Early pulmonary inflammation in infants with cystic fibrosis. Khan T Z,Wagener J S,Bost T,Martinez J,Accurso F J,Riches D W American journal of respiratory and critical care medicine The mechanisms underlying the initiation of lung disease and early respiratory morbidity in cystic fibrosis (CF) are poorly understood. By identifying infants with CF through a statewide neonatal screening program, we investigated whether airway inflammation was present in these infants, with the goal of furthering our understanding of the early events in this lung disease. Bronchoalveolar lavage fluid (BALF) from 16 infants with CF (mean age, 6 mo) and 11 disease control infants (mean age, 12 mo) was examined for the following inflammatory parameters: (1) neutrophil count; (2) activity of free neutrophil elastase; (3) elastase/alpha 1-antiprotease inhibitor complexes; and (4) the level of interleukin-8 (IL-8). We also quantified the spontaneous level of expression of IL-8 mRNA transcripts by airway macrophages. Each index of airway inflammation was increased in the BALF of infants with CF as compared with control infants. In addition, both the number of neutrophils and IL-8 levels were increased in infants with CF who had negative cultures (n = 7) for common bacterial CF-related pathogens, as well as for common respiratory viruses and fungi at the time of bronchoalveolar lavage (BAL). These findings suggest that airway inflammation is already present in infants with CF who are as young as 4 wks. Furthermore, although many different cell types (e.g., epithelial cells) may express IL-8, airway macrophages appear to be a source of this chemokine, and may thus play a prominent role in early neutrophil influx into the lung. 10.1164/ajrccm/151.4.1075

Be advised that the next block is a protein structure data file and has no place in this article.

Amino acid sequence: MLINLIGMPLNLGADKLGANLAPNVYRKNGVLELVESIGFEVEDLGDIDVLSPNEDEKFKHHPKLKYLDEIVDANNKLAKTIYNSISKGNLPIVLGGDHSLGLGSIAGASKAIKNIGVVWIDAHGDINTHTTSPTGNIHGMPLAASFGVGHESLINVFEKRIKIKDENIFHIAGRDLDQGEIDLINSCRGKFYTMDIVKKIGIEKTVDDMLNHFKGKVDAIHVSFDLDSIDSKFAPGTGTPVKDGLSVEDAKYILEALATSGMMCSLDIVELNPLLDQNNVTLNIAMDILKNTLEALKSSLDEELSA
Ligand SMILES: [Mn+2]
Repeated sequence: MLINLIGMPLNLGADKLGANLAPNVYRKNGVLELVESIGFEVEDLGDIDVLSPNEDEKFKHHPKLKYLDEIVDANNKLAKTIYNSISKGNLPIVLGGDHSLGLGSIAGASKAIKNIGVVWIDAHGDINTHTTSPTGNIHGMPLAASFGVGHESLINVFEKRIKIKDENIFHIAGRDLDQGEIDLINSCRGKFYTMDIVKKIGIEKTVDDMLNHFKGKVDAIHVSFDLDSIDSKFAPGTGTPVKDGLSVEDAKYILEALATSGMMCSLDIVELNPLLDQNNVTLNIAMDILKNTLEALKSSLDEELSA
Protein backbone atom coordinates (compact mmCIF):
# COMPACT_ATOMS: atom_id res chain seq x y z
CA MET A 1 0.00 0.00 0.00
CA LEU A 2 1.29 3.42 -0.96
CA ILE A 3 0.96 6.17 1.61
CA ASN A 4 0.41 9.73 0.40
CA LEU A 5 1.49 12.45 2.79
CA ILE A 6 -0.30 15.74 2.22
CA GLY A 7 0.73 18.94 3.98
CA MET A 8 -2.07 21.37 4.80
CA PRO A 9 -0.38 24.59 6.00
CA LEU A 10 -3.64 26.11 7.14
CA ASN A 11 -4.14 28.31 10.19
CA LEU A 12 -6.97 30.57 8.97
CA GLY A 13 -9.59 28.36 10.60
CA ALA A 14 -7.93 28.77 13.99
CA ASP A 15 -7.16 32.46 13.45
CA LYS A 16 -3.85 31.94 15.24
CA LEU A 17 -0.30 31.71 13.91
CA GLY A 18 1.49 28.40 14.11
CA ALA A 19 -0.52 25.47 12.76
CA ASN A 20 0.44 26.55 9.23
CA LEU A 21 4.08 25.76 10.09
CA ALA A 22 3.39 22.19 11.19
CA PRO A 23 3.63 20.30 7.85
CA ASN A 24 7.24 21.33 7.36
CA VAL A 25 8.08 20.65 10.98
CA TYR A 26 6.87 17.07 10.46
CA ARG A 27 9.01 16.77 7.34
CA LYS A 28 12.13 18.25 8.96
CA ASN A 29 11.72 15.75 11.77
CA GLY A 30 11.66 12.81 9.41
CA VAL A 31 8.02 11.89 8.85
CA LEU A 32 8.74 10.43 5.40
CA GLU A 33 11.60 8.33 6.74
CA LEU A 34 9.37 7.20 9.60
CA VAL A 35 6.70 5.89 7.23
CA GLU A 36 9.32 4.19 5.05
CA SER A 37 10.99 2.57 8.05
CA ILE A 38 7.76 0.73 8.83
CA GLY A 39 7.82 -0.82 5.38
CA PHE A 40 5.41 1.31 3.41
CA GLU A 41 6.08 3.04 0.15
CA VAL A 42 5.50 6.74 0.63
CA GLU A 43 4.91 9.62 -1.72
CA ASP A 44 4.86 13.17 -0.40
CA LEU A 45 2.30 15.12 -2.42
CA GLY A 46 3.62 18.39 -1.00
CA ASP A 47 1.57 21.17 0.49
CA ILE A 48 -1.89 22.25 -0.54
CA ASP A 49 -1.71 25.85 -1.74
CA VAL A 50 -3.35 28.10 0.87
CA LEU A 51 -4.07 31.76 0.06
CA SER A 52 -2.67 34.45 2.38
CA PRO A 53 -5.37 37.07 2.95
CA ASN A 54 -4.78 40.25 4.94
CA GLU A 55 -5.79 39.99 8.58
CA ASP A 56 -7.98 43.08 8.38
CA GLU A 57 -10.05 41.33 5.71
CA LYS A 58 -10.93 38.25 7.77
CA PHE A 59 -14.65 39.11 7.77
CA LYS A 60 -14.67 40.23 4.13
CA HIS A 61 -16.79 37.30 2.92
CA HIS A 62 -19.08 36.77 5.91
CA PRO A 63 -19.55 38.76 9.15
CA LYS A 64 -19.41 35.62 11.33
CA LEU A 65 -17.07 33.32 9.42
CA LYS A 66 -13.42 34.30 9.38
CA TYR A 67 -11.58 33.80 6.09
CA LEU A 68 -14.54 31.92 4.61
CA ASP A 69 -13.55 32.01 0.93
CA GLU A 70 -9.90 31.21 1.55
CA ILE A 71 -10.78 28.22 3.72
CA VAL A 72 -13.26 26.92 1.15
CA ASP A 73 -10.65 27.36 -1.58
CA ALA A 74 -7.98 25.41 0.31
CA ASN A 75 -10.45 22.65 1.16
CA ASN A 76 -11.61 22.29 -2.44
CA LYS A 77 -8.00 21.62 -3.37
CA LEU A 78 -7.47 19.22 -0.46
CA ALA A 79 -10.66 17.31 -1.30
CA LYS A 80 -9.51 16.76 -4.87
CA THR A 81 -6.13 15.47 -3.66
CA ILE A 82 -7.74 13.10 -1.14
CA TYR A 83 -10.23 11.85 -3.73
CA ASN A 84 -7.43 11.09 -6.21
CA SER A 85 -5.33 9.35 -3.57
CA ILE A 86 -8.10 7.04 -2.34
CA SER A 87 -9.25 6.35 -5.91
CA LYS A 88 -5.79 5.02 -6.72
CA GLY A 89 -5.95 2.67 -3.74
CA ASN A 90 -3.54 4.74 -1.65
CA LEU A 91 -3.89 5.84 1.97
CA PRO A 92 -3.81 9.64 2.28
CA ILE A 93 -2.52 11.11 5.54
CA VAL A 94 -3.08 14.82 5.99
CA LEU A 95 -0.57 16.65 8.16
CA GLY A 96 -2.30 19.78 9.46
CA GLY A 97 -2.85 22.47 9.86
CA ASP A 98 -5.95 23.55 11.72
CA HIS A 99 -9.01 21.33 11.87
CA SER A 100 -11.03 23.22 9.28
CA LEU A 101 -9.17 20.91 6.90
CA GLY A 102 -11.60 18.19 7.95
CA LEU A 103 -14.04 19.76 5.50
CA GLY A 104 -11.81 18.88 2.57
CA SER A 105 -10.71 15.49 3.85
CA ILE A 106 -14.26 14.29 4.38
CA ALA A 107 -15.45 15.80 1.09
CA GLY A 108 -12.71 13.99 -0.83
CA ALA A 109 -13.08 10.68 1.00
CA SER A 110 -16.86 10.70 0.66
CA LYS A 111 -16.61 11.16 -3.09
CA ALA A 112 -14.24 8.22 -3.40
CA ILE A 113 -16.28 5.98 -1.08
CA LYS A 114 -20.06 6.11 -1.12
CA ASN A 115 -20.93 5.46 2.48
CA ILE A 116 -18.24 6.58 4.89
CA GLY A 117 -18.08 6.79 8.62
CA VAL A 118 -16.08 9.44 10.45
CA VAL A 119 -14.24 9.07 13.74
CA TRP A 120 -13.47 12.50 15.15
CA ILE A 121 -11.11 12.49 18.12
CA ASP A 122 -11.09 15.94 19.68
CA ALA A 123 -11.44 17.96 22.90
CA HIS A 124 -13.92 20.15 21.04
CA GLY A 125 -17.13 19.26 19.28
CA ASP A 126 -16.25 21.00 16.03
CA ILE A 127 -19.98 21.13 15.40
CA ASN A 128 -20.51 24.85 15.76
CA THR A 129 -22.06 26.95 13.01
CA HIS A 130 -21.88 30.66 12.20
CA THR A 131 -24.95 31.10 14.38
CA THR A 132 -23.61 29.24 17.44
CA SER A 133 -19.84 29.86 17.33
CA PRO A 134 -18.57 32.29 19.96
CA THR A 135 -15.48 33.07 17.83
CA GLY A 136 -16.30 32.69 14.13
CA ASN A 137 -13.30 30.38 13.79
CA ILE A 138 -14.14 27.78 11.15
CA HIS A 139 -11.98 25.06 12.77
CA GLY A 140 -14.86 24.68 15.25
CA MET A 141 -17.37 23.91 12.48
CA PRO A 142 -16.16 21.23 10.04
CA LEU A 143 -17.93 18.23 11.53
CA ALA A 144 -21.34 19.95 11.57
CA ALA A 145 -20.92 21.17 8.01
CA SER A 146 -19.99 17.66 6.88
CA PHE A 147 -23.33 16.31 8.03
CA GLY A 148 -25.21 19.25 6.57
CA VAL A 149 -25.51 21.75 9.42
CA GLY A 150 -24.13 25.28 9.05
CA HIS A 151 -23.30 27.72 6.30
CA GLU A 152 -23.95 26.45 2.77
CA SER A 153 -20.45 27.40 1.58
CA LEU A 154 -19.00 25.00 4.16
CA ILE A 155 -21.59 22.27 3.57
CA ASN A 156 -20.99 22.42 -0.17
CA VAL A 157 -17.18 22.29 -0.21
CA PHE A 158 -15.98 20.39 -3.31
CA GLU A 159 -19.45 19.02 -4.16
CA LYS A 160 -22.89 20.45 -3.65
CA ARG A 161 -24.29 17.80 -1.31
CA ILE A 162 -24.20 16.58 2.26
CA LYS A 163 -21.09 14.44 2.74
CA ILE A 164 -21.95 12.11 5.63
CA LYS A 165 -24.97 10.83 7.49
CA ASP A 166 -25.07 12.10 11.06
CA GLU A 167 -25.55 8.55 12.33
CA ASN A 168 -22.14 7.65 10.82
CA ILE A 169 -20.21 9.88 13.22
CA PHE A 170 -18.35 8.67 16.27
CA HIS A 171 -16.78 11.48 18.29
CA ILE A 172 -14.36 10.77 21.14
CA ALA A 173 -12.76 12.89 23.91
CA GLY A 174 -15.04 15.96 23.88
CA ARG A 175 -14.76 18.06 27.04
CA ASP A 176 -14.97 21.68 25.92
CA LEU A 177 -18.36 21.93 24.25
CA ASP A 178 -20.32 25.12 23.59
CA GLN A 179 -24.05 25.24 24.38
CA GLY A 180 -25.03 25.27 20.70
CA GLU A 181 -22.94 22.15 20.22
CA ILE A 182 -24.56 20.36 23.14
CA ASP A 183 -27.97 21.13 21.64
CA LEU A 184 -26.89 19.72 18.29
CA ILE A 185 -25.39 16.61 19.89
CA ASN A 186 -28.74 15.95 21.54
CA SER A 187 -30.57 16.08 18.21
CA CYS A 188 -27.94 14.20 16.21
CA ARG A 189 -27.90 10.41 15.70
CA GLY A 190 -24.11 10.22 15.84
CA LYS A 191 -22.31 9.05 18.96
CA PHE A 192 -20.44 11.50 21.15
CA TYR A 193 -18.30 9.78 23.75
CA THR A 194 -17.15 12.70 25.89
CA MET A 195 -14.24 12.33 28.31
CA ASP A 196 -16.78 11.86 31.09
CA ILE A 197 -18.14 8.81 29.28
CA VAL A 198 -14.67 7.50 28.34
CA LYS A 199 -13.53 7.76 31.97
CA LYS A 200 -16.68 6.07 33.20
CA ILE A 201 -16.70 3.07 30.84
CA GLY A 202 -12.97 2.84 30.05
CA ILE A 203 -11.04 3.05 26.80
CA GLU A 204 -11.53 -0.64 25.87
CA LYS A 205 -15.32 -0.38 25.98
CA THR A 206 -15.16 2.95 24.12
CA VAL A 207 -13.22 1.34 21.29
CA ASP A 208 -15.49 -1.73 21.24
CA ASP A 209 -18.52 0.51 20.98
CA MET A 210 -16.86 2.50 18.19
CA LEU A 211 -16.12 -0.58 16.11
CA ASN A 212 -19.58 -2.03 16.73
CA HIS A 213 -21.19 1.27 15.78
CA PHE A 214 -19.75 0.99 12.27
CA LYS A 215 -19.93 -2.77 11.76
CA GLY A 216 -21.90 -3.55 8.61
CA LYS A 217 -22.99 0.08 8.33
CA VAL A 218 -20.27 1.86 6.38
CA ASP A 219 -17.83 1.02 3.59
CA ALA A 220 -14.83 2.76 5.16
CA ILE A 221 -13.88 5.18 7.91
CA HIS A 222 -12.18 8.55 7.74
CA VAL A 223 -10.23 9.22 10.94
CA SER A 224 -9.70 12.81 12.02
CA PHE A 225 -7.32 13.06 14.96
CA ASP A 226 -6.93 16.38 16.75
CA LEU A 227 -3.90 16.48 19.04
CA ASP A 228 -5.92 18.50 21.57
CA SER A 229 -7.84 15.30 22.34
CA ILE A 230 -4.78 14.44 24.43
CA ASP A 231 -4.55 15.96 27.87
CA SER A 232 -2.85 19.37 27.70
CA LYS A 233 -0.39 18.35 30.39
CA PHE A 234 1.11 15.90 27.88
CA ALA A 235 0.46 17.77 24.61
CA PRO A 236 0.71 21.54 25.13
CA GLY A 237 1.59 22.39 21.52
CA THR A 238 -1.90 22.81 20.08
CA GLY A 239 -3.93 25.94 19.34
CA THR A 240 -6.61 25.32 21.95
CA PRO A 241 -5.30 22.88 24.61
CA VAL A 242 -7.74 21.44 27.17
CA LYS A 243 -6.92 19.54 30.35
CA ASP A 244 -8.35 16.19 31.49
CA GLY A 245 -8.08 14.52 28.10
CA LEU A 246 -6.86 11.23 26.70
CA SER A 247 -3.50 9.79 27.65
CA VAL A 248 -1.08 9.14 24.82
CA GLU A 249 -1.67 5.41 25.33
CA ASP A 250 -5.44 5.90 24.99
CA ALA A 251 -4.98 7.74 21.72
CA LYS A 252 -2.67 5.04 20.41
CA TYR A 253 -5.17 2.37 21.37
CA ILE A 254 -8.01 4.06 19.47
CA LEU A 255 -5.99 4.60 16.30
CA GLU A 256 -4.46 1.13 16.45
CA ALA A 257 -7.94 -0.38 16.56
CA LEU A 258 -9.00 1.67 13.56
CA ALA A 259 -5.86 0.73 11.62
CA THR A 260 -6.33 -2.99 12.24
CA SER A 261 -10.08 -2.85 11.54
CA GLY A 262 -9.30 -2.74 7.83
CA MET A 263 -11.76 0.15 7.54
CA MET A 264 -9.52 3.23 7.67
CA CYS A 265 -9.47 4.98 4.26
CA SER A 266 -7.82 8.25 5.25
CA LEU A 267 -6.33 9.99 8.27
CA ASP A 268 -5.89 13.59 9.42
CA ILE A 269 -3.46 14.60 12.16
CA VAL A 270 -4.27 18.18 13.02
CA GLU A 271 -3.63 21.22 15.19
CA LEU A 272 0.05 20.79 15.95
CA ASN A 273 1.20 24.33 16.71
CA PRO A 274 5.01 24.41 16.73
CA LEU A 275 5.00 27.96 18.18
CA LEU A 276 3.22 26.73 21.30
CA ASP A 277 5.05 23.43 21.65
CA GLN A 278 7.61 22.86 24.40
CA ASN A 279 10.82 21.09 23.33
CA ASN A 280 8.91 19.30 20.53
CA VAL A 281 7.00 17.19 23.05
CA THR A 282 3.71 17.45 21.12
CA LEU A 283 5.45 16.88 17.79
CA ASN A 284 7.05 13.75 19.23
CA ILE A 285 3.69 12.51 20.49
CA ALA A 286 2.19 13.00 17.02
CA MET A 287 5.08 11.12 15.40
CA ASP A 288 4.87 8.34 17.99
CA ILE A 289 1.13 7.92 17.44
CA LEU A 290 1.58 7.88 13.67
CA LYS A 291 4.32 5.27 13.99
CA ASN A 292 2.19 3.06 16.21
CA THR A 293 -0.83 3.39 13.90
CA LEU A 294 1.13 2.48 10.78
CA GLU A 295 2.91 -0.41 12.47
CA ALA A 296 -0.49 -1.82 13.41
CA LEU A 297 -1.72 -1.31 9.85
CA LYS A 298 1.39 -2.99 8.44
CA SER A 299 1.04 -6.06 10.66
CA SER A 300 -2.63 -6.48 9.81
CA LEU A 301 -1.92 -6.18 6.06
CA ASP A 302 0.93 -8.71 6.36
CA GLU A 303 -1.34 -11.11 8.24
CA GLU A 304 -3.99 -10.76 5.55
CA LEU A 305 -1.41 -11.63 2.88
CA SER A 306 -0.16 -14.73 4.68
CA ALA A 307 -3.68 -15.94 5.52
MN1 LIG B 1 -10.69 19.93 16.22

Inhibition of VEGF receptors causes lung cell apoptosis and emphysema. Kasahara Y,Tuder R M,Taraseviciene-Stewart L,Le Cras T D,Abman S,Hirth P K,Waltenberger J,Voelkel N F The Journal of clinical investigation Pulmonary emphysema, a significant global health problem, is characterized by a loss of alveolar structures. Because VEGF is a trophic factor required for the survival of endothelial cells and is abundantly expressed in the lung, we hypothesized that chronic blockade of VEGF receptors could induce alveolar cell apoptosis and emphysema. Chronic treatment of rats with the VEGF receptor blocker SU5416 led to enlargement of the air spaces, indicative of emphysema. The VEGF receptor inhibitor SU5416 induced alveolar septal cell apoptosis but did not inhibit lung cell proliferation. Viewed by angiography, SU5416-treated rat lungs showed a pruning of the pulmonary arterial tree, although we observed no lung infiltration by inflammatory cells or fibrosis. SU5416 treatment led to a decrease in lung expression of VEGF receptor 2 (VEGFR-2), phosphorylated VEGFR-2, and Akt-1 in the complex with VEGFR-2. Treatment with the caspase inhibitor Z-Asp-CH(2)-DCB prevented SU5416-induced septal cell apoptosis and emphysema development. These findings suggest that VEGF receptor signaling is required for maintenance of the alveolar structures and, further, that alveolar septal cell apoptosis contributes to the pathogenesis of emphysema. 10.1172/JCI10259